Dengue virus inhibits human hematopoietic progenitor growth in vitro

J Infect Dis. 1997 Jun;175(6):1497-501. doi: 10.1086/516486.


Dengue disease, whether it be classical dengue fever (DF), dengue hemorrhagic fever (DHF), or dengue shock syndrome (DSS), is frequently associated with hematologic disorders. The underlying cause of these abnormalities is unknown. To determine if an inhibitory effect on human hematopoietic progenitor growth can be observed, normal cord blood mononuclear cells were exposed to low-passaged clinical isolates from DF, DHF, and DSS patients and to the prototype strain of dengue-3 virus (H-87). In primary methylcellulose cultures, there was no inhibition of colony formation. After an initial 8-day liquid culture, inhibition was observed with the isolates, but strain H-87 had no effect. Furthermore, isolates from patients with DSS showed a more potent inhibitory effect. These data represent the first documented study of in vitro impaired progenitor cell growth by dengue virus and suggest that this inhibition could be dependent upon the isolate tested.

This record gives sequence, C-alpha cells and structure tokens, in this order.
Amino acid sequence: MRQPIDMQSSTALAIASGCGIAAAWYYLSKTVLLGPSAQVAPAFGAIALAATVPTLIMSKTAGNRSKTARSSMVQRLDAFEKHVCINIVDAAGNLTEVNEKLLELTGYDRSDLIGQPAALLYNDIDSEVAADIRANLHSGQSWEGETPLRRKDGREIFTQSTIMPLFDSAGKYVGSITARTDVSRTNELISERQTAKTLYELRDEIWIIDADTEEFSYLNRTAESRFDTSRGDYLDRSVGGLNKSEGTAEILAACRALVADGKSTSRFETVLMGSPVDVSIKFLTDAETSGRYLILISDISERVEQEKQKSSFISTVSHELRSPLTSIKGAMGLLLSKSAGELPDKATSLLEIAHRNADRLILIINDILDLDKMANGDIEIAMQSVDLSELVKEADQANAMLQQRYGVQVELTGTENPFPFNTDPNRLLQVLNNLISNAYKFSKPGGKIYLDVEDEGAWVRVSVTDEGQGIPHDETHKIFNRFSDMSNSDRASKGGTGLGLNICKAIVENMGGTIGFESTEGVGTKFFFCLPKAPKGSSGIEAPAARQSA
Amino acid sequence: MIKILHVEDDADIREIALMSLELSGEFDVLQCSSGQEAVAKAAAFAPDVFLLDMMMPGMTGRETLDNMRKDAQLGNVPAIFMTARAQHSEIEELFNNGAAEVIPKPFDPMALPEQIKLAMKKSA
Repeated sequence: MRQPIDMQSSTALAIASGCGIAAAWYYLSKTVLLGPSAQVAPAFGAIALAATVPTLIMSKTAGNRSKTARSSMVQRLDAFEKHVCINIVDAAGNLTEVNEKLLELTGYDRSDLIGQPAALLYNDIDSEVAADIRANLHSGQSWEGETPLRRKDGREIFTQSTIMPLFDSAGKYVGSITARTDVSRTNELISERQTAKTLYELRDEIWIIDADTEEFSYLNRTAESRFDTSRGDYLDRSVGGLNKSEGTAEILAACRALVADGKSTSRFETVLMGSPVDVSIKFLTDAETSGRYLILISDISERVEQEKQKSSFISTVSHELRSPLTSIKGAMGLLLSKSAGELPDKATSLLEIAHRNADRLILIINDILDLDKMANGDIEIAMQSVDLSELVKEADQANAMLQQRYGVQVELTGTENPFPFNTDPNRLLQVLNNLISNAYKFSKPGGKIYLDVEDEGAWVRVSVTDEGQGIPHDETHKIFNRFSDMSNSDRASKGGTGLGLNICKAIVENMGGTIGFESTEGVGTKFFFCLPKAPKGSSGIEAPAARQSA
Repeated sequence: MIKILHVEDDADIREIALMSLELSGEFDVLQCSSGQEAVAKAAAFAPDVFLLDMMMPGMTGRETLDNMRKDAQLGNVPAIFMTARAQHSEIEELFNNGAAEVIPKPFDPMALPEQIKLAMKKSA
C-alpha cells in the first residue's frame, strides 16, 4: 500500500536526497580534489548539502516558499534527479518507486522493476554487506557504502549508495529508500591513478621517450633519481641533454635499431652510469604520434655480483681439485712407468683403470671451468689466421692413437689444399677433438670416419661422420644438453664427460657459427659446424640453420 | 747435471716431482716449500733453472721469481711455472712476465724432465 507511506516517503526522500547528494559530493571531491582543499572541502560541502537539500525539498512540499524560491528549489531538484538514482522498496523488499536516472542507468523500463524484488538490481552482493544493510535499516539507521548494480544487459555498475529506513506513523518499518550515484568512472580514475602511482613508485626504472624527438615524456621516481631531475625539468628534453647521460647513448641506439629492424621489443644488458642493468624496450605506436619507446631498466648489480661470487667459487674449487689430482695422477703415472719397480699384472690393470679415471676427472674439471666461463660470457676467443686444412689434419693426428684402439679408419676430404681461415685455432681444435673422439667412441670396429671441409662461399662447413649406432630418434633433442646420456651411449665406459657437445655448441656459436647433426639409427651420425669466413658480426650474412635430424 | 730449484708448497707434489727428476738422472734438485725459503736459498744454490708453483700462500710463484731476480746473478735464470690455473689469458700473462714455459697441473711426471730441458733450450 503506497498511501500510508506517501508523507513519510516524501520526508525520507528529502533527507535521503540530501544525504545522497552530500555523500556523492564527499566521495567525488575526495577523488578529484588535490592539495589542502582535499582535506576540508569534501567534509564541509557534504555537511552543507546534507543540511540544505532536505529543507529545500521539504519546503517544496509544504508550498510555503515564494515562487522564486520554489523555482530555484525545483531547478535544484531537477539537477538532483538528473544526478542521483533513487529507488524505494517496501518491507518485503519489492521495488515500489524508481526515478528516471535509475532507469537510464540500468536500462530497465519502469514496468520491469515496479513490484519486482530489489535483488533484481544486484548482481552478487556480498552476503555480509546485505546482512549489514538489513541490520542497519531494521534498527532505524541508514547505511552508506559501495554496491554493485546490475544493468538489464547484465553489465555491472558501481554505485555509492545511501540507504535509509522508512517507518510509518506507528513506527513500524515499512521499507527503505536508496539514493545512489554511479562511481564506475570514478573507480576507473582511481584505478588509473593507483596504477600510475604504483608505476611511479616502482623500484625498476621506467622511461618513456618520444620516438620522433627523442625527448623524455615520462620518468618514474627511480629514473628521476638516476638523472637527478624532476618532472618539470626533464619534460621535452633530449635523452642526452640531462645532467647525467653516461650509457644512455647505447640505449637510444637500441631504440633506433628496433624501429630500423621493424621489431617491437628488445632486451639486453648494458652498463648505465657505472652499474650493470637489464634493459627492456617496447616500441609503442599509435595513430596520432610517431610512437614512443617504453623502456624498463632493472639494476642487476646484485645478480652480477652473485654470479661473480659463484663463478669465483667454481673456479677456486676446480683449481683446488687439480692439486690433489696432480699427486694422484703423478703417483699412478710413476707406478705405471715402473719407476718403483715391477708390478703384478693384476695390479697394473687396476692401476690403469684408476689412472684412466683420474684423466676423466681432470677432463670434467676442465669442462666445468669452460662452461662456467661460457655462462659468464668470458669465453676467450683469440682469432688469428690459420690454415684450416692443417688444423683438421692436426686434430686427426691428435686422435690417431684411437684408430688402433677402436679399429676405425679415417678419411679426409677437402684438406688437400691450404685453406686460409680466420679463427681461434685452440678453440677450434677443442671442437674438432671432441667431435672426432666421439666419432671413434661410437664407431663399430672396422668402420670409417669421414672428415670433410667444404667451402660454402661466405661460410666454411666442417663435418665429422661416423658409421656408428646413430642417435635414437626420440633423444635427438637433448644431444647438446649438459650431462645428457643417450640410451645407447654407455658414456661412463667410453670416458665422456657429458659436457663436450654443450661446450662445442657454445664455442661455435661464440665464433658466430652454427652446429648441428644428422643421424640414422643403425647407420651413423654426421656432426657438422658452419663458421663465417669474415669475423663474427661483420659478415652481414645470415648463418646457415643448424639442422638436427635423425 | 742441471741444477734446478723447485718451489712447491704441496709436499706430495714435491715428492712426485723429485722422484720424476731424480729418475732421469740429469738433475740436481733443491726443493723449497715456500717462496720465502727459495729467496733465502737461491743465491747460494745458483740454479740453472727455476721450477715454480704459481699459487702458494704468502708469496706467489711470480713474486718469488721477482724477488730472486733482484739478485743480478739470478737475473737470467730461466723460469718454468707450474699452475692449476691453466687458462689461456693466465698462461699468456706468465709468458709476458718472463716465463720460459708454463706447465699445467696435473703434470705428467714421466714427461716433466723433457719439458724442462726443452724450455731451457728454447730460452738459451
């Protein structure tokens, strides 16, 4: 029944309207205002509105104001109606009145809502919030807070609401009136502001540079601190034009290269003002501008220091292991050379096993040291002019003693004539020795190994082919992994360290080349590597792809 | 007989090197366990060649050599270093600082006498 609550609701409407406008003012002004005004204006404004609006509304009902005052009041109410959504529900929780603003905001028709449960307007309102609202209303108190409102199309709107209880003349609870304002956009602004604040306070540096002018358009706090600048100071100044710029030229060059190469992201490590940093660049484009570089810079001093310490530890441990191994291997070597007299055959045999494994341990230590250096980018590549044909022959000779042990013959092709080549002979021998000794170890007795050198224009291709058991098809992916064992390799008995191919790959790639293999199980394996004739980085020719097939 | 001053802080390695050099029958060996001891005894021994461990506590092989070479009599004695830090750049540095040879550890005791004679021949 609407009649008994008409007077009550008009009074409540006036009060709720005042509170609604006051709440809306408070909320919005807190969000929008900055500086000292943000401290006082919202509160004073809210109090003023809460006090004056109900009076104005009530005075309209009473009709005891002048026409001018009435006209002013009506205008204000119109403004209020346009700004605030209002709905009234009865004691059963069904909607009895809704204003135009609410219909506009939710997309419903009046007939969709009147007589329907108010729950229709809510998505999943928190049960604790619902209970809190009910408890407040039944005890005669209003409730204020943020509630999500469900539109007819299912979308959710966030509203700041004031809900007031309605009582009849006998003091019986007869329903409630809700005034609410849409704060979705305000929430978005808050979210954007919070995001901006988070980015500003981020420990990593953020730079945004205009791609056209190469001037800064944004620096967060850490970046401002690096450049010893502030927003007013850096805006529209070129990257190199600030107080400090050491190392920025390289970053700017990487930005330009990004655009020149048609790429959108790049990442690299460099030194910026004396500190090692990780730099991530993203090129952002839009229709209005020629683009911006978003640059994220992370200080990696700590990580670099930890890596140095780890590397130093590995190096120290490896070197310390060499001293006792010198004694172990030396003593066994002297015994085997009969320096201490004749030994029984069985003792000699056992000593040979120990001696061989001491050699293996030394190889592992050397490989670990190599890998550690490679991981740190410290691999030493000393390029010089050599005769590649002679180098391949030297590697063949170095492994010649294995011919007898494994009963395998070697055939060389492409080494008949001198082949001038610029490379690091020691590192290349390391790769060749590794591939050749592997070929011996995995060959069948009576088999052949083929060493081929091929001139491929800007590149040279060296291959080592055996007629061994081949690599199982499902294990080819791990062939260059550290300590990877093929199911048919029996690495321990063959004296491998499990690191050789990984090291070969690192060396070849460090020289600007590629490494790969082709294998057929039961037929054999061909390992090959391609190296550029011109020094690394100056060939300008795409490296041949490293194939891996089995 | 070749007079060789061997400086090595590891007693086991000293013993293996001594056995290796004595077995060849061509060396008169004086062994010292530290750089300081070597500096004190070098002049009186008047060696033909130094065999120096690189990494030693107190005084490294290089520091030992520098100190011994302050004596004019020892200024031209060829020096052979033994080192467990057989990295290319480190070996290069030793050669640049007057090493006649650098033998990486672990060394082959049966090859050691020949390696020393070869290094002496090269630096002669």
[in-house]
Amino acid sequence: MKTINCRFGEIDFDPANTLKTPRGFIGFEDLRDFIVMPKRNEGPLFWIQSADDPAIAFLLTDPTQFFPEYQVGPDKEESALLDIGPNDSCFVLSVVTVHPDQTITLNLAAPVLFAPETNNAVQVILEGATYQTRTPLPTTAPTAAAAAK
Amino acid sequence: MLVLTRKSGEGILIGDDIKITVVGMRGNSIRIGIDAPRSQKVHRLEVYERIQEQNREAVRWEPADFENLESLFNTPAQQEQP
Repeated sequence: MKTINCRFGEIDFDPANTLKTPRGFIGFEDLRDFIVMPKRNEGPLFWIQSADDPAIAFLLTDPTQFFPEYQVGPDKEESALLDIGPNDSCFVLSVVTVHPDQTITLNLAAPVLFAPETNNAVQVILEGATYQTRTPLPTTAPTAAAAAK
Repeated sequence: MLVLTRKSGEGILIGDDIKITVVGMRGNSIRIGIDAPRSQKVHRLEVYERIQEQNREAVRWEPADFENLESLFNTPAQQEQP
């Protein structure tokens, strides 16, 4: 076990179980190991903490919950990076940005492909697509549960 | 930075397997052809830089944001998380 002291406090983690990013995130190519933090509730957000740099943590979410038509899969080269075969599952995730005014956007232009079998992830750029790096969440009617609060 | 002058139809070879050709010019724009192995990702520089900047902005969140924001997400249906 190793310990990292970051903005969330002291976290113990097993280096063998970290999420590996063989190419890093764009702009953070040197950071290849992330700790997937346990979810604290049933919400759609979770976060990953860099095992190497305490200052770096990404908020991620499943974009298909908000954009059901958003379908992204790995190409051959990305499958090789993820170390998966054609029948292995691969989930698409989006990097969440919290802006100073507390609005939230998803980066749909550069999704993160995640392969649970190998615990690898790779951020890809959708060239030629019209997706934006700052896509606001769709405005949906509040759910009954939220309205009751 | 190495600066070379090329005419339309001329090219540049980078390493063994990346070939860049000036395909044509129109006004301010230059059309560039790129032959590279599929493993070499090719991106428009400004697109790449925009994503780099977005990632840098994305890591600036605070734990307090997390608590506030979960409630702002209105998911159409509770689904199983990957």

Publication types

  • Research Support, Non-U.S. Gov't

MeSH terms

  • Antigens, Viral / analysis
  • Cell Division
  • Cells, Cultured
  • Child
  • Dengue / blood
  • Dengue Virus / immunology
  • Dengue Virus / physiology*
  • Fetal Blood
  • Hematopoietic Stem Cells / cytology*
  • Hematopoietic Stem Cells / virology*
  • Humans
  • Leukocytes, Mononuclear
  • RNA, Viral / analysis
  • Serial Passage
  • Virus Replication


  • Antigens, Viral
  • RNA, Viral